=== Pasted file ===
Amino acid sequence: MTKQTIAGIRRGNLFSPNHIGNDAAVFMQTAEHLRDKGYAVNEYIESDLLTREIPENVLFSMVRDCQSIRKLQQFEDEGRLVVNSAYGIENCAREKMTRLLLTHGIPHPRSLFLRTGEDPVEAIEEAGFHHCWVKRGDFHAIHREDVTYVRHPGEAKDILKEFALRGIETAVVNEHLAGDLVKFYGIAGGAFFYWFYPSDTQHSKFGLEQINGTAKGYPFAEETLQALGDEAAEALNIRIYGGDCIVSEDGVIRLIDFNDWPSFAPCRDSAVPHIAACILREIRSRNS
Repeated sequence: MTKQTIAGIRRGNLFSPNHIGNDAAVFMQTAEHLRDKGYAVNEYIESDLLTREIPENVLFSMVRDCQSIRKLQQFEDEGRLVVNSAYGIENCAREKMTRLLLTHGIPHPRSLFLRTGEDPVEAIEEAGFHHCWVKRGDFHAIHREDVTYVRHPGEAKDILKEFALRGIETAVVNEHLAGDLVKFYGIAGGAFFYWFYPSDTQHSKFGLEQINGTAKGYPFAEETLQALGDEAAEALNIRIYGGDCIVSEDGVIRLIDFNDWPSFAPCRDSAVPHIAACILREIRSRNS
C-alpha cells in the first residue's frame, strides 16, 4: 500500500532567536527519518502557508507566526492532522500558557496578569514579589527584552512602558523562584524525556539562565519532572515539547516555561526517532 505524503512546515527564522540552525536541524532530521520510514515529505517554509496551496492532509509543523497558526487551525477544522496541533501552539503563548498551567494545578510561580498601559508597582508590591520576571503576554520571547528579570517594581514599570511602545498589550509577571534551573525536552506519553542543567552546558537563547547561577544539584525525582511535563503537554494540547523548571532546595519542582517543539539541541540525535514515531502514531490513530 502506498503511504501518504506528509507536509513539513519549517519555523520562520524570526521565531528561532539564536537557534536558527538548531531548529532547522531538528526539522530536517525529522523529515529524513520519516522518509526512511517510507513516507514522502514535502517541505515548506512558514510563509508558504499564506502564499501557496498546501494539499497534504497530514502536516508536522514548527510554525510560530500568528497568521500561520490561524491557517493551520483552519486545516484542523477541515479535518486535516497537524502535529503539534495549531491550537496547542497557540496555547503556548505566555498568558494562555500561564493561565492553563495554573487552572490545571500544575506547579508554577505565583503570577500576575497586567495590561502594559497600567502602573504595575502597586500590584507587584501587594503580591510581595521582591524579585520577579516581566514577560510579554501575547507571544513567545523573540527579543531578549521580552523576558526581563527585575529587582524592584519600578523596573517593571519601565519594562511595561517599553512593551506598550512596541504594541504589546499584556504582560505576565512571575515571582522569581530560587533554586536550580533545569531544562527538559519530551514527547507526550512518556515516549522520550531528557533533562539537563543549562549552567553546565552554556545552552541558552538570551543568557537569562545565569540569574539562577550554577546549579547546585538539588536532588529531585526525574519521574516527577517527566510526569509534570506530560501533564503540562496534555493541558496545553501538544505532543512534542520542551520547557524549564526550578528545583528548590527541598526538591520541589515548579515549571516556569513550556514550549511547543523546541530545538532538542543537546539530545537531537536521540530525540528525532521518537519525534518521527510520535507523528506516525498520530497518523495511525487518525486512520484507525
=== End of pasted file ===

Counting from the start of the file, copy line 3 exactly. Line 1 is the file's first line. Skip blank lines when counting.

C-alpha cells in the first residue's frame, strides 16, 4: 500500500532567536527519518502557508507566526492532522500558557496578569514579589527584552512602558523562584524525556539562565519532572515539547516555561526517532 505524503512546515527564522540552525536541524532530521520510514515529505517554509496551496492532509509543523497558526487551525477544522496541533501552539503563548498551567494545578510561580498601559508597582508590591520576571503576554520571547528579570517594581514599570511602545498589550509577571534551573525536552506519553542543567552546558537563547547561577544539584525525582511535563503537554494540547523548571532546595519542582517543539539541541540525535514515531502514531490513530 502506498503511504501518504506528509507536509513539513519549517519555523520562520524570526521565531528561532539564536537557534536558527538548531531548529532547522531538528526539522530536517525529522523529515529524513520519516522518509526512511517510507513516507514522502514535502517541505515548506512558514510563509508558504499564506502564499501557496498546501494539499497534504497530514502536516508536522514548527510554525510560530500568528497568521500561520490561524491557517493551520483552519486545516484542523477541515479535518486535516497537524502535529503539534495549531491550537496547542497557540496555547503556548505566555498568558494562555500561564493561565492553563495554573487552572490545571500544575506547579508554577505565583503570577500576575497586567495590561502594559497600567502602573504595575502597586500590584507587584501587594503580591510581595521582591524579585520577579516581566514577560510579554501575547507571544513567545523573540527579543531578549521580552523576558526581563527585575529587582524592584519600578523596573517593571519601565519594562511595561517599553512593551506598550512596541504594541504589546499584556504582560505576565512571575515571582522569581530560587533554586536550580533545569531544562527538559519530551514527547507526550512518556515516549522520550531528557533533562539537563543549562549552567553546565552554556545552552541558552538570551543568557537569562545565569540569574539562577550554577546549579547546585538539588536532588529531585526525574519521574516527577517527566510526569509534570506530560501533564503540562496534555493541558496545553501538544505532543512534542520542551520547557524549564526550578528545583528548590527541598526538591520541589515548579515549571516556569513550556514550549511547543523546541530545538532538542543537546539530545537531537536521540530525540528525532521518537519525534518521527510520535507523528506516525498520530497518523495511525487518525486512520484507525